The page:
The despots of Europe have formed alliances to preserve their respective authority, and to perpetuate the oppression of nations; this is the end which they proposed to themselves, in making an invasion on the French territory. They dread the effect of the French Revolution in the bosom of their own countries; and in hopes of preventing it, they are come to try to destroy that Revolution, before it should have attained its perfect maturity. Their attempt has not been attended with success: France has already vanquished their armies; but it is left to her to sound the particulars of the conspiracy, to discover, to expose to the eyes of the universe those despots who had the infamy to take part in it; and the universe expects of her that act of justice.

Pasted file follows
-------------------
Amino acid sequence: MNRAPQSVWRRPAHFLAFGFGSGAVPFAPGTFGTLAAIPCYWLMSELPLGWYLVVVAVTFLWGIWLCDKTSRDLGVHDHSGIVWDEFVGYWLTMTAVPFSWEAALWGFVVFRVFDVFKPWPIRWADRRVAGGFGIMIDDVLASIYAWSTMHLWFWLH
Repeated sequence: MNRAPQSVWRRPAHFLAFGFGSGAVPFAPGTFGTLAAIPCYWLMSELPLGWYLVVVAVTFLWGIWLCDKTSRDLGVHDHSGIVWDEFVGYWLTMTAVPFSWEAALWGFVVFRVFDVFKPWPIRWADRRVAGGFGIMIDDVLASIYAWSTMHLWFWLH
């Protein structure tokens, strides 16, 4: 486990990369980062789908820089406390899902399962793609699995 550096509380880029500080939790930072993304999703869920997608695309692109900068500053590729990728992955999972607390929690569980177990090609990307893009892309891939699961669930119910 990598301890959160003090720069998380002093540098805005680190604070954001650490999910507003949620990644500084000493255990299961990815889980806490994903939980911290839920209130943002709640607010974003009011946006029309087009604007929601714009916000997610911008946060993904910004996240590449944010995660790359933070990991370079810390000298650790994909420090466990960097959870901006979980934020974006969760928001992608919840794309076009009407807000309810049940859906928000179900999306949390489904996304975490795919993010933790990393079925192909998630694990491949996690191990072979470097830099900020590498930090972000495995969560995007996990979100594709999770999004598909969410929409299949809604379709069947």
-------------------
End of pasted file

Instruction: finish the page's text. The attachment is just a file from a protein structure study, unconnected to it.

These are my motives for demanding that Louis XVI. be judged; and it is in this sole point of view, that his trial appears to me of sufficient importance to attract the attention of the republic.
As to what regards inviolahility, I would not have such a motive to be mentioned. Seeing no longer in Louis XVI. but a weak-minded and narrow-spirited individual, ill-bred, like all his colleagues, given, as it is said, to frequent excesses of drunkenness, and whom the National Assembly raised again imprudently on a throne which was not made for him, if we shew him hereafter some pity, it shall not be the result of the burlesque idea of a pretended inviolahility.
SPEECH IN THE NATIONAL CONVENTION ON THE QUESTION, "SHALL, OR SHALL NOT, A RESPITE OF THE SENTENCE OF LOUIS XVI. TAKE PLACE?"
I Have voted for the detention of Louis, and his banishment after the war, but I am much afraid that the speedy execution of the sentence of Louis will rather pass for a deed of vengeance than a measure of justice. I wish the Convention had voted as the nation would; I mean for imprisonment.